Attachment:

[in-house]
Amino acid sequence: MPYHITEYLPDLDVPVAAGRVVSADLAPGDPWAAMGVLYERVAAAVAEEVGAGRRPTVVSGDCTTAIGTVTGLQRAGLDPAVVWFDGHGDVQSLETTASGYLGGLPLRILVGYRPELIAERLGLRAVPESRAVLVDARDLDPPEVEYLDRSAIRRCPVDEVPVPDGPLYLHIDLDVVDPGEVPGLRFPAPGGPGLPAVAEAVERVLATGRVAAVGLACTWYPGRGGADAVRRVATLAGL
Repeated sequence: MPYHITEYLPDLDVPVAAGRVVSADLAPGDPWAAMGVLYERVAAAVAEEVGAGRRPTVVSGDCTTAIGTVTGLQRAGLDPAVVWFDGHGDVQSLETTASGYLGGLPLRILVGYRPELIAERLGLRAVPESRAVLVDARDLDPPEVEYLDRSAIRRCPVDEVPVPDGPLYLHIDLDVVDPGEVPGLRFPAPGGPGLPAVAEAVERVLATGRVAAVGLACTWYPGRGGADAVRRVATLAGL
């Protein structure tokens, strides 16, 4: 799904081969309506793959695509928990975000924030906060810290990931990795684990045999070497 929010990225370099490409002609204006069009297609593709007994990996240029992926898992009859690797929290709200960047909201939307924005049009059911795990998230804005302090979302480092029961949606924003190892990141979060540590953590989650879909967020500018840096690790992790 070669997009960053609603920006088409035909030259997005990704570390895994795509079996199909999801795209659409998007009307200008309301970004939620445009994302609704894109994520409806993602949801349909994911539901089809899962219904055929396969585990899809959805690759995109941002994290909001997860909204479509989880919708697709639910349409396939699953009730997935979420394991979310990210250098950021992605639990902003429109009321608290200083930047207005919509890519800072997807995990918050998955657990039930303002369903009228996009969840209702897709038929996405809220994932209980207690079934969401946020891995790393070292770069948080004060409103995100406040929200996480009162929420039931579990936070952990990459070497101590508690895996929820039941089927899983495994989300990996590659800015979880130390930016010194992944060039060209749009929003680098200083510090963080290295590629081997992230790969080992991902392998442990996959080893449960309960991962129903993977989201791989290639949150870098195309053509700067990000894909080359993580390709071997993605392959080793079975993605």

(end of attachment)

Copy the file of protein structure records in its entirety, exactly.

[in-house]
Amino acid sequence: MPYHITEYLPDLDVPVAAGRVVSADLAPGDPWAAMGVLYERVAAAVAEEVGAGRRPTVVSGDCTTAIGTVTGLQRAGLDPAVVWFDGHGDVQSLETTASGYLGGLPLRILVGYRPELIAERLGLRAVPESRAVLVDARDLDPPEVEYLDRSAIRRCPVDEVPVPDGPLYLHIDLDVVDPGEVPGLRFPAPGGPGLPAVAEAVERVLATGRVAAVGLACTWYPGRGGADAVRRVATLAGL
Repeated sequence: MPYHITEYLPDLDVPVAAGRVVSADLAPGDPWAAMGVLYERVAAAVAEEVGAGRRPTVVSGDCTTAIGTVTGLQRAGLDPAVVWFDGHGDVQSLETTASGYLGGLPLRILVGYRPELIAERLGLRAVPESRAVLVDARDLDPPEVEYLDRSAIRRCPVDEVPVPDGPLYLHIDLDVVDPGEVPGLRFPAPGGPGLPAVAEAVERVLATGRVAAVGLACTWYPGRGGADAVRRVATLAGL
């Protein structure tokens, strides 16, 4: 799904081969309506793959695509928990975000924030906060810290990931990795684990045999070497 929010990225370099490409002609204006069009297609593709007994990996240029992926898992009859690797929290709200960047909201939307924005049009059911795990998230804005302090979302480092029961949606924003190892990141979060540590953590989650879909967020500018840096690790992790 070669997009960053609603920006088409035909030259997005990704570390895994795509079996199909999801795209659409998007009307200008309301970004939620445009994302609704894109994520409806993602949801349909994911539901089809899962219904055929396969585990899809959805690759995109941002994290909001997860909204479509989880919708697709639910349409396939699953009730997935979420394991979310990210250098950021992605639990902003429109009321608290200083930047207005919509890519800072997807995990918050998955657990039930303002369903009228996009969840209702897709038929996405809220994932209980207690079934969401946020891995790393070292770069948080004060409103995100406040929200996480009162929420039931579990936070952990990459070497101590508690895996929820039941089927899983495994989300990996590659800015979880130390930016010194992944060039060209749009929003680098200083510090963080290295590629081997992230790969080992991902392998442990996959080893449960309960991962129903993977989201791989290639949150870098195309053509700067990000894909080359993580390709071997993605392959080793079975993605």